View Full Version : Trinidad is decomposing

27th April 2013, 05:14 PM
On this my 4th trip to Trinidad, I note that the social fabric of the nation is entering an advanced state of decay, particularly in the North. Crime is rampant. We just had our apartment burglarized and lost an ipad and iphone. If you come here, keep your valuables with you at all times and do not trust ANYONE to protect your interests.

To be fair the police seemed competent and truly interested in catching the guy, which should not be hard since all of his movements were tracked by multiple video cameras. This includes his steady gaze directly at the camera that recorded him sawing the bars off the windows of our little apartment and hoisting himself up through the window, as well as leaving through the front door with out stuff in hand.

Families in the North consist mostly of women and several children usually fathered by almost as many men who are, as you might expect, totally absent and worthless as human beings. Most of the "men" stand around doing nothing when they are not in the bars (which open at 0800). I have not performed anything like a scientific survey or statistical analysis, but just looking around, it is clear that it is the women who do most of the work and hold down the jobs in the Northern area of Trinidad. Down in the South things are much better. Crime is definitely lower and seeing a man go to work to support his family is actually not a rare thing.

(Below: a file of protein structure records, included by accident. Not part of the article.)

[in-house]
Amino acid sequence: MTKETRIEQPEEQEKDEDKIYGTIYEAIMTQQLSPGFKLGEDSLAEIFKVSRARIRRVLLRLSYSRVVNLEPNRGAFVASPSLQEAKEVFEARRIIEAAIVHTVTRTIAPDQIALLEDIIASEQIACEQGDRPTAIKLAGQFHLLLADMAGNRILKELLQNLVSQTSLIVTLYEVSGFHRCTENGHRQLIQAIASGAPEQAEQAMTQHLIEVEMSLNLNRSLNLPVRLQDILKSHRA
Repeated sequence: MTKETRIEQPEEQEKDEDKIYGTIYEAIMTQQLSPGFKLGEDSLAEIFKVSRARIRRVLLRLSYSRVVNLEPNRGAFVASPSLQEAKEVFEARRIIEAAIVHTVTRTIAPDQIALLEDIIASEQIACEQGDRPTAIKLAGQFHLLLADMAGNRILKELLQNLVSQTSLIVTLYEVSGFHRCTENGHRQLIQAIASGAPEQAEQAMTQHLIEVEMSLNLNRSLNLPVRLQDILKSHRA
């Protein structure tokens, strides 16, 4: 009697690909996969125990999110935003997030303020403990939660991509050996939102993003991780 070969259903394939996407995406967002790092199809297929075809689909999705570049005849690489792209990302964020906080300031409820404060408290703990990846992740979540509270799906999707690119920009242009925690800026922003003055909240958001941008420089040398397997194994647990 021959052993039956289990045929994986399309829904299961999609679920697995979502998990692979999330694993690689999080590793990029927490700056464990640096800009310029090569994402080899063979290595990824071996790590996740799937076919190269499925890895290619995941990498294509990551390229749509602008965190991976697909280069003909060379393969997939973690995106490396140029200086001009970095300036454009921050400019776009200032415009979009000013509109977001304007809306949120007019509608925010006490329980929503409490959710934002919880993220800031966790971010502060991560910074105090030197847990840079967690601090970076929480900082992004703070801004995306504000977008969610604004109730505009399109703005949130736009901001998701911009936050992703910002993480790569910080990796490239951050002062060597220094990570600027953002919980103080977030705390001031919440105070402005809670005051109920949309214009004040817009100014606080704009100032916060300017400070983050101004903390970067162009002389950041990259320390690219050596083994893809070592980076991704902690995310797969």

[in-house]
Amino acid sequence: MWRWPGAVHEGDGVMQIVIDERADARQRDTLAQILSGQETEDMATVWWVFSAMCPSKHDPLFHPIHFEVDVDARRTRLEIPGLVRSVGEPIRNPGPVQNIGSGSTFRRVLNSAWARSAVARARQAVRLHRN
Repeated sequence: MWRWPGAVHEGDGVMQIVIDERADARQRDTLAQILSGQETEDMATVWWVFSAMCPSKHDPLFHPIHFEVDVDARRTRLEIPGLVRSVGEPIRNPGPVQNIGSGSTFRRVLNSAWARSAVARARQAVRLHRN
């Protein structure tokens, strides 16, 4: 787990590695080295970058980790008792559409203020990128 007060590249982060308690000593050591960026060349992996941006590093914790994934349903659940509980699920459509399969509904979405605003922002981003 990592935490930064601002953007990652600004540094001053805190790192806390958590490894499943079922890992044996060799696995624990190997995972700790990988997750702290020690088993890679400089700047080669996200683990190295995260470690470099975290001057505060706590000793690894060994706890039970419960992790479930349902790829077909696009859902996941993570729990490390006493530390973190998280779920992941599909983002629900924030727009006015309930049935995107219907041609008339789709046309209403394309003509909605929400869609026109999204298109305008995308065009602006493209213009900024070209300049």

But in the North, things are just falling apart. Jobless, hopeless little groups of men stand around in the street, usually drinking themselves into a stupor by noon. Starving children are easily spotted wandering aimlessly along the two-lane highway.

Many people are "nice" here, but most of them want something. That is not always the case. One man went out of his way to help us jump-start the dead battery in my friend's car in a busy parking lot in Arima. Most people we asked however, told us that they would not help, usually making some silly excuse or other. My friends are life-long "Trinnis" who also lived in the U.S. for several years. They say that upon returning they could tell that the country had begun to unravel. Today they continue to try to help the people in their community, but are always looking over their shoulder (so to speak) and taking measures to keep themselves safe.

The best advice for cruisers or really anyone is stay away from Trinidad. It's a pit of crime, social decay and depravation in the North. And while down in the south things are noticeably better, there are no marinas or good anchorages anyway.


28th April 2013, 03:04 PM
Deleted - PM if you wish to discuss George.


29th April 2013, 01:29 PM
My ex went there for business years ago, actually to Tobago, and I recall him telling me that Trinidad wasn't the nicest of the two islands way back then (15-18 years) and that Tobago was far nicer place